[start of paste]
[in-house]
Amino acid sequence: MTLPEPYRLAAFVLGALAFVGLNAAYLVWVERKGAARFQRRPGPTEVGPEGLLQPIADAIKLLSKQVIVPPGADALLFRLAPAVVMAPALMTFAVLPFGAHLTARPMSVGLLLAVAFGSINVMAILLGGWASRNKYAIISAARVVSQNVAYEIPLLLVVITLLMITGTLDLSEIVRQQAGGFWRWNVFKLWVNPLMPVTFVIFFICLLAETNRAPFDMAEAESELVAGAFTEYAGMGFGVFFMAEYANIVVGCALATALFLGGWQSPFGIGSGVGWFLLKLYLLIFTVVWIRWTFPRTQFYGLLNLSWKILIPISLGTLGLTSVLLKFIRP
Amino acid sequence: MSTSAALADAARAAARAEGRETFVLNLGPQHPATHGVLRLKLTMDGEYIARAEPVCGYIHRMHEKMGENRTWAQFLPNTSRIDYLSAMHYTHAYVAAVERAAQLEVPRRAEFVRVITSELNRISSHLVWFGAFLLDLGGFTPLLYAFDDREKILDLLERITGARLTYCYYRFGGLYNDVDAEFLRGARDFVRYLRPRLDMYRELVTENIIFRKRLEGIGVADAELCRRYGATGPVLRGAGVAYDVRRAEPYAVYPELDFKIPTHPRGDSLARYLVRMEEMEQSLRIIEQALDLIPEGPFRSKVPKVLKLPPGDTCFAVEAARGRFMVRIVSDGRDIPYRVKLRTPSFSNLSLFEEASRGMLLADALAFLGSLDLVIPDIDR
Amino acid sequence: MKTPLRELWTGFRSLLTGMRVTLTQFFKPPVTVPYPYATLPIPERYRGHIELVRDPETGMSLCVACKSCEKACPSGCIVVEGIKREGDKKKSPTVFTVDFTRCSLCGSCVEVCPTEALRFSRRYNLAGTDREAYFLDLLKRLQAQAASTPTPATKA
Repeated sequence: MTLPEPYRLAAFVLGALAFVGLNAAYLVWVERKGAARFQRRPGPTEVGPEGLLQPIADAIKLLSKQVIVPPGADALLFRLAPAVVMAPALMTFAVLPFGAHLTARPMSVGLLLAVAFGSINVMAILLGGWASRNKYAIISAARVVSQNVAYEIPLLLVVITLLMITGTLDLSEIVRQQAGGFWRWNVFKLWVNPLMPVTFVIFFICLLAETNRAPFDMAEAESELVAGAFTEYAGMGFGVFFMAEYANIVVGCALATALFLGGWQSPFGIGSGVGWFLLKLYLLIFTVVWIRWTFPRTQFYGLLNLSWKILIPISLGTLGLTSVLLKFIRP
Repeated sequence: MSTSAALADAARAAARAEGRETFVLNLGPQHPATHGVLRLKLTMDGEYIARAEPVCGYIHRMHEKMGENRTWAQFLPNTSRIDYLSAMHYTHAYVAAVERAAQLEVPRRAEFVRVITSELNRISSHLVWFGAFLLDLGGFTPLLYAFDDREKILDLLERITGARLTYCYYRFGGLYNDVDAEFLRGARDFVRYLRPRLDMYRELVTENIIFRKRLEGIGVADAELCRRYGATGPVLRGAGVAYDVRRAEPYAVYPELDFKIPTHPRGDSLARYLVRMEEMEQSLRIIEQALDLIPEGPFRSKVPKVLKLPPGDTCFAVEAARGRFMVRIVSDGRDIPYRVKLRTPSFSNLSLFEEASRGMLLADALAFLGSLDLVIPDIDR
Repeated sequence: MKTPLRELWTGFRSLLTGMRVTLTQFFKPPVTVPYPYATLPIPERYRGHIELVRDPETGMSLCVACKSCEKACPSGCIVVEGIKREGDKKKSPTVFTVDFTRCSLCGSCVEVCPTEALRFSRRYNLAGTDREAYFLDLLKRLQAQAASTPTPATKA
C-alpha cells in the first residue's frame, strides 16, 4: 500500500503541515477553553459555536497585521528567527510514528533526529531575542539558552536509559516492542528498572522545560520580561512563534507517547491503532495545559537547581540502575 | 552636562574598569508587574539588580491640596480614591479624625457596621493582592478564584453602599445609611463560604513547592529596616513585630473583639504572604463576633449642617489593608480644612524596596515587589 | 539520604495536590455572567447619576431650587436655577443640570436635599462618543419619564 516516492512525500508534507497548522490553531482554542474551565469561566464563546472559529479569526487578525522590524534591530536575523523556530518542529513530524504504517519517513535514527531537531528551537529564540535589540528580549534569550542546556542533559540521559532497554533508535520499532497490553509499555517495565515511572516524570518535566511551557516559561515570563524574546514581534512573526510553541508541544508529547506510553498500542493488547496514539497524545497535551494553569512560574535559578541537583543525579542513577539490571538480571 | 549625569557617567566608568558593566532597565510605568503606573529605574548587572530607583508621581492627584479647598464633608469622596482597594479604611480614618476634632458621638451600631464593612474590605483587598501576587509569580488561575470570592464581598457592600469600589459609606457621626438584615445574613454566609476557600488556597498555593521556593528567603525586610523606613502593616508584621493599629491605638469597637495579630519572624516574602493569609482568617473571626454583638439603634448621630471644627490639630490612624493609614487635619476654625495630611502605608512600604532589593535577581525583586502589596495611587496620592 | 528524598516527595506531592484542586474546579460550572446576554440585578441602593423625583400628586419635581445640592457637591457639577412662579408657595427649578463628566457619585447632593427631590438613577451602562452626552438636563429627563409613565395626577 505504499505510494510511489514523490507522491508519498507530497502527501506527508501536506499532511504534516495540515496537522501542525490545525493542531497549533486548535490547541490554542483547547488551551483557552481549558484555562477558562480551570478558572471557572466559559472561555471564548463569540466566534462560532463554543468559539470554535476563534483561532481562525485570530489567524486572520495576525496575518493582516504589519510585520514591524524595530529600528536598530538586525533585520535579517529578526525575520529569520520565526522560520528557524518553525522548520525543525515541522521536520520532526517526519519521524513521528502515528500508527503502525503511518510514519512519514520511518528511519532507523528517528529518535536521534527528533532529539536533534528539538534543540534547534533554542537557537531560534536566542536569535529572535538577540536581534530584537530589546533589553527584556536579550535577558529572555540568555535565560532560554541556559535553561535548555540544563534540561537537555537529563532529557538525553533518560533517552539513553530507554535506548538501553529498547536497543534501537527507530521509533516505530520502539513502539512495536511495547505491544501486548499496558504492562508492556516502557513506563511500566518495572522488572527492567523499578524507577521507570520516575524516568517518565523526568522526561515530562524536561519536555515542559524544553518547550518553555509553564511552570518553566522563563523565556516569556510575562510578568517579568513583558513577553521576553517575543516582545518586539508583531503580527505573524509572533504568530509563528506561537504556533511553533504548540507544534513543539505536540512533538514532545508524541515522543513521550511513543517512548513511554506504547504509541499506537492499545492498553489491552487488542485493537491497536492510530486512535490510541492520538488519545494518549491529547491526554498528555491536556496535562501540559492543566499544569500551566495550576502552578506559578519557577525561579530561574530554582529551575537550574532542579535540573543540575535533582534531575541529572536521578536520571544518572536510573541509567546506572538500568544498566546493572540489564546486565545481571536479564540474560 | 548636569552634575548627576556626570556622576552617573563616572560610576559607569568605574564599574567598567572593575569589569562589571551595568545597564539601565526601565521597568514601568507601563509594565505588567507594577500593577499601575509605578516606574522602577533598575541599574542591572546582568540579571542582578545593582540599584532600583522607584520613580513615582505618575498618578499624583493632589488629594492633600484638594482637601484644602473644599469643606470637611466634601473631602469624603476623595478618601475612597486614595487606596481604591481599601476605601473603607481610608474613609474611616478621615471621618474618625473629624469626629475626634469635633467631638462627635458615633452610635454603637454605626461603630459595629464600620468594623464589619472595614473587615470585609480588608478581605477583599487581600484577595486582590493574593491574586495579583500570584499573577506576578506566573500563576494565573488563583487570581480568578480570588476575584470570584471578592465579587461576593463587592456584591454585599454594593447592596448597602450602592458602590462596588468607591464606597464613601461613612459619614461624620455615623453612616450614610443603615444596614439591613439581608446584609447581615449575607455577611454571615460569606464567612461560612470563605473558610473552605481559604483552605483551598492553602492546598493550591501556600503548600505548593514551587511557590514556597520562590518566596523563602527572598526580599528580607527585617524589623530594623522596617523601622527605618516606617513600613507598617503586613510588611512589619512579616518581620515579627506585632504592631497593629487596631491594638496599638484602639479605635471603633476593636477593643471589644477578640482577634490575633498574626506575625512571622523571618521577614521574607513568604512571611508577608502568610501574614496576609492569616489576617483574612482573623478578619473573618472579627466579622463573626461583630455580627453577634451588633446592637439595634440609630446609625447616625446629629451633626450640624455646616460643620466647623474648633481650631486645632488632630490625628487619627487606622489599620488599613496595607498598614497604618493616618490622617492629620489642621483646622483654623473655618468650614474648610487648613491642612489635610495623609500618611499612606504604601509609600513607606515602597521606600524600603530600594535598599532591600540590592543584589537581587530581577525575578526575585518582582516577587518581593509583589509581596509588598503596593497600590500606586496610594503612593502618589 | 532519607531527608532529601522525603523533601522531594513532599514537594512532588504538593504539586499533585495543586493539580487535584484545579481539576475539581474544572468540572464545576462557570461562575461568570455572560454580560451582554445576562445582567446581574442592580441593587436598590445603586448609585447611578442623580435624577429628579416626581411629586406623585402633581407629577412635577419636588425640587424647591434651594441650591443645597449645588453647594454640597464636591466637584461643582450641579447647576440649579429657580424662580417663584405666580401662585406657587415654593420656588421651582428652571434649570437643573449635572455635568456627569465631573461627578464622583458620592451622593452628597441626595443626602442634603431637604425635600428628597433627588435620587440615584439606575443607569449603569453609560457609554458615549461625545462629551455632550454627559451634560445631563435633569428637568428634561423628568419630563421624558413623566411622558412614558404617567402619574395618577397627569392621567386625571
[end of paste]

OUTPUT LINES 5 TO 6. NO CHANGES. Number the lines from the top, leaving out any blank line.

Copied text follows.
Repeated sequence: MTLPEPYRLAAFVLGALAFVGLNAAYLVWVERKGAARFQRRPGPTEVGPEGLLQPIADAIKLLSKQVIVPPGADALLFRLAPAVVMAPALMTFAVLPFGAHLTARPMSVGLLLAVAFGSINVMAILLGGWASRNKYAIISAARVVSQNVAYEIPLLLVVITLLMITGTLDLSEIVRQQAGGFWRWNVFKLWVNPLMPVTFVIFFICLLAETNRAPFDMAEAESELVAGAFTEYAGMGFGVFFMAEYANIVVGCALATALFLGGWQSPFGIGSGVGWFLLKLYLLIFTVVWIRWTFPRTQFYGLLNLSWKILIPISLGTLGLTSVLLKFIRP
Repeated sequence: MSTSAALADAARAAARAEGRETFVLNLGPQHPATHGVLRLKLTMDGEYIARAEPVCGYIHRMHEKMGENRTWAQFLPNTSRIDYLSAMHYTHAYVAAVERAAQLEVPRRAEFVRVITSELNRISSHLVWFGAFLLDLGGFTPLLYAFDDREKILDLLERITGARLTYCYYRFGGLYNDVDAEFLRGARDFVRYLRPRLDMYRELVTENIIFRKRLEGIGVADAELCRRYGATGPVLRGAGVAYDVRRAEPYAVYPELDFKIPTHPRGDSLARYLVRMEEMEQSLRIIEQALDLIPEGPFRSKVPKVLKLPPGDTCFAVEAARGRFMVRIVSDGRDIPYRVKLRTPSFSNLSLFEEASRGMLLADALAFLGSLDLVIPDIDR